Figure 1: Orthopaedic Evaluation Form.

Analysis algorithm

The content and presentation style scores gave the peer two ordered options (ordinal-polytomous) enabling an overall score to be calculated rather than considering each value individually enabling us to see if there were significant correlations between presenters sex, presenter, presentation title, presenter grade and the overall score.

The content and presentation was given a final grade using the algorithm: content score = 100-(100/(number of people attending) × [(1x number poor)+(2x number satisfactory) +(3x number good)+(4x number excellent)]}.

Finally an overall score was calculated using the algorithm: overall score=(content score +presentation score)/2

The IBM SPSS 20 was used in order to identify significant correlations between sex, presenter, presentation title, presenter grade and the overall score.

The senior author analysed the comments using thematic analysis that would enable presentations to improve or facilitate guidance for future presentations [12]. This highly flexible method produces a more detailed and systematic account of the issues and opinions contained within in the data [13]. The first analytical step involved repeatedly reading the feedback to become familiar with the content. This allowed initial patterns and codes to emerge from the text. During the subsequent analysis, these codes were refined and grouped into themes to enable improvements in the structuring of lectures and for some guidance to be produced.


Seventy eight presentations were available for assessment the remaining having less than ten people in the audience for the observation or less than ten evaluation forms created. The presentations had a relatively equal distribution of grades of presenter as shown in table 2 and figure 2.

Figure 2: Showing assessments grades.

    Frequency Percent Valid Percent Cumulative Percent
  Valid FY 33 42.3 42.3 42.3
SAS 20 25.6 25.6 67.9
Consultant 25 32.1 32.1 100
  Total 78 100 100  

Table 2: Showing assessment by types of presentation and grades.

There were more male presenters since the specialist doctors and consultants in the department were male but the sex ratio for foundation doctor presenters reflected the ratio at that grade accurately (Table 3, Figure 3).

Figure 3: Distribution of persons as per their sex.

    Frequency Percent Valid Percent Cumulative Percent
  Valid Female 18 23.1 23.1 23.1
Male 60 76.9 76.9 100
Total 78 100 100  

Table 3: Showing distributions of persons present.

The variation in grade and content scores follows a predictably skewed normal distribution as shown in (Table 4 and Figures 4,5).

Figure 4: Showing distribution as per the grade presentations. F

Figure 5: Showing distribution as per the grade present.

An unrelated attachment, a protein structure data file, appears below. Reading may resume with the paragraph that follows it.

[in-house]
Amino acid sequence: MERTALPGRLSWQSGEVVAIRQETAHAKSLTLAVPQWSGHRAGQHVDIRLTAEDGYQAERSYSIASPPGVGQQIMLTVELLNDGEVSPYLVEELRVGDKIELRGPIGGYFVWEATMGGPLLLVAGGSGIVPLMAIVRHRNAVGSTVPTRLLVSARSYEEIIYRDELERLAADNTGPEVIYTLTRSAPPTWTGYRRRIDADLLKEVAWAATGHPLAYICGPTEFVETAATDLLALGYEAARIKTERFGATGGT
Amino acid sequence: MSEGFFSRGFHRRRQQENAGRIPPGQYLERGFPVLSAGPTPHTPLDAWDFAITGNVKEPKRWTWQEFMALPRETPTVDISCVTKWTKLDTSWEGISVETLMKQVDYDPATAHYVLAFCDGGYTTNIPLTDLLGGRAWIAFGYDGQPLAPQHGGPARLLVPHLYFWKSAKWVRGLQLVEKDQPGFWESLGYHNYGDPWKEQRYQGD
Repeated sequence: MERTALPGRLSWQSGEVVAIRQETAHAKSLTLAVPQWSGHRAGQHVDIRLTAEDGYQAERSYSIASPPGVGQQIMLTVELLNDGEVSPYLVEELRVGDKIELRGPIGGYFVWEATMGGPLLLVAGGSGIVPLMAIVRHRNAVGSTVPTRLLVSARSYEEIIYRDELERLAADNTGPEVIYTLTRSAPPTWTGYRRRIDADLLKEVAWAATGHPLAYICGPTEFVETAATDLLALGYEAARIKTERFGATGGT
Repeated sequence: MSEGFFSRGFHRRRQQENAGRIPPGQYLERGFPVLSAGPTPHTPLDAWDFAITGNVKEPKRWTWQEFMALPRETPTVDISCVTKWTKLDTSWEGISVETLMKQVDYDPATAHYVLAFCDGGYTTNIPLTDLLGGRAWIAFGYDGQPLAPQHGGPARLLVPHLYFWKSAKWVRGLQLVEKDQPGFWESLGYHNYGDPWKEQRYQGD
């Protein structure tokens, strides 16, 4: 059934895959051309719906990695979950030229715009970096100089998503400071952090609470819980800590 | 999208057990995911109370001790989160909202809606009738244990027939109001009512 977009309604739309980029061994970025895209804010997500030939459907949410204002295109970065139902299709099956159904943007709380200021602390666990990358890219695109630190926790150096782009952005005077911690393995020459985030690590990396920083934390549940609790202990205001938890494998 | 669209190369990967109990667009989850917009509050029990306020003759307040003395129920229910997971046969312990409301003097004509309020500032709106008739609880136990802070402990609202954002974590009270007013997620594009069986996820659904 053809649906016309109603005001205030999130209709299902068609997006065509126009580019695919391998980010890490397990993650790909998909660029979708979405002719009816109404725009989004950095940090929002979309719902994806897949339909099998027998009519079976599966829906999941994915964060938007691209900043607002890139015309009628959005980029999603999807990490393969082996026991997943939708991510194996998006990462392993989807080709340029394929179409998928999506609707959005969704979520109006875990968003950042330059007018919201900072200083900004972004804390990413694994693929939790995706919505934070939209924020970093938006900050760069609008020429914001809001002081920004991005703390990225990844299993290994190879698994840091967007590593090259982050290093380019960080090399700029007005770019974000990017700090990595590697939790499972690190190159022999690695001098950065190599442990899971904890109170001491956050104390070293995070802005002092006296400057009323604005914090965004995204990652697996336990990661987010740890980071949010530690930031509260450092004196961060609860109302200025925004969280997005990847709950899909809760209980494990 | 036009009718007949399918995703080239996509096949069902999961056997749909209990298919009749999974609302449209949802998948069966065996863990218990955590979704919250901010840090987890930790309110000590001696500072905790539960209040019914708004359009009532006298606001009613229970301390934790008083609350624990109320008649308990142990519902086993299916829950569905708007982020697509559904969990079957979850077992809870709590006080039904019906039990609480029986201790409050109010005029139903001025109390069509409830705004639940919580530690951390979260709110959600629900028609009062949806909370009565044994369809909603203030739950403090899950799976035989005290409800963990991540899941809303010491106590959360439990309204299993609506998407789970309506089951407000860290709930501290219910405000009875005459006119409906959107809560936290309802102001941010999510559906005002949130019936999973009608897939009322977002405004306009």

Grade content Grade present Mean grade
N Valid 78 78 78
  Missing 0 0 0
Mean   66.64 66.18 66.38
Median   68 68 68
Mode   68a 68 68
Std. Deviation   5.652 6.41 5.712
Skewness   -1.824 -2.268 -1.704
Std. Error of Skewness   0.272 0.272 0.272
Kurtosis   5.705 7.221 3.355
Std. Error of Kurtosis   0.538 0.538 0.538

Table 4: Showing distribution as per the grade present and as per their presentations.
a. Multiple modes exist. The smallest value is shown

The mean grade was used for the purposes of analysis to see if there was any correlation between the sex, presenter, presentation title, presenter grade and the overall score (Table 4 and Figure 6).

Figure 6: Bar chart showing Mean Grade.

Using Pearson’s correlation the only value that was found to be significant was the presenter grade (r=0.478, p=0.001).

A median test was undertaken to assess the effect of presenter grade on the presentation scoring. This showed that consultants were given higher presentation, content and overall scores (minimum p value of 0.02) than specialist doctors and foundation presenters with no difference between the junior grades. All groups had a high standard of presentation (Tables 5, 5a-5f).

Code Name code Grade Sex Grade content Grade present Mean grade
Code Pearson Correlation 1 0.441** 0.311** 0.009 0.194 0.171 0.194
Sig. (2-Tailed) 0.000 0.006 0.938 0.088 0.134 0.088
N 78 78 78 78 78 78 78
Name code Pearson Correlation 0.441** 1 -0.299** -0.319** -0.126 -0.077 -0.111
Sig. (2-Tailed) 0.000 0.008 0.004 0.272 0.505 0.331
N 78 78 78 78 78 78 78
Grade Pearson Correlation 0.311** -0.299** 1 0.574** 0.464** 0.424** 0.478**
Sig. (2-Tailed) 0.006 0.008 0.000 0.000 0.000 0.000
N 78 78 78 78 78 78 78
Sex Pearson Correlation 0.009 -0.319** 0.574** 1 0.117 0.078 0.112
Sig. (2-Tailed) 0.938 0.004 0.000 0.309 0.500 0.328
N 78 78 78 78 78 78 78
Grade content Pearson Correlation 0.194 -0.126 0.464** 0.117 1 0.774** 0.934**
Sig. (2-Tailed) 0.088 0.272 0.000 0.309 0.000 0.000
N 78 78 78 78 78 78 78
Grade present Pearson Correlation 0.171 -0.077 0.424** 0.078 0.774** 1 0.946**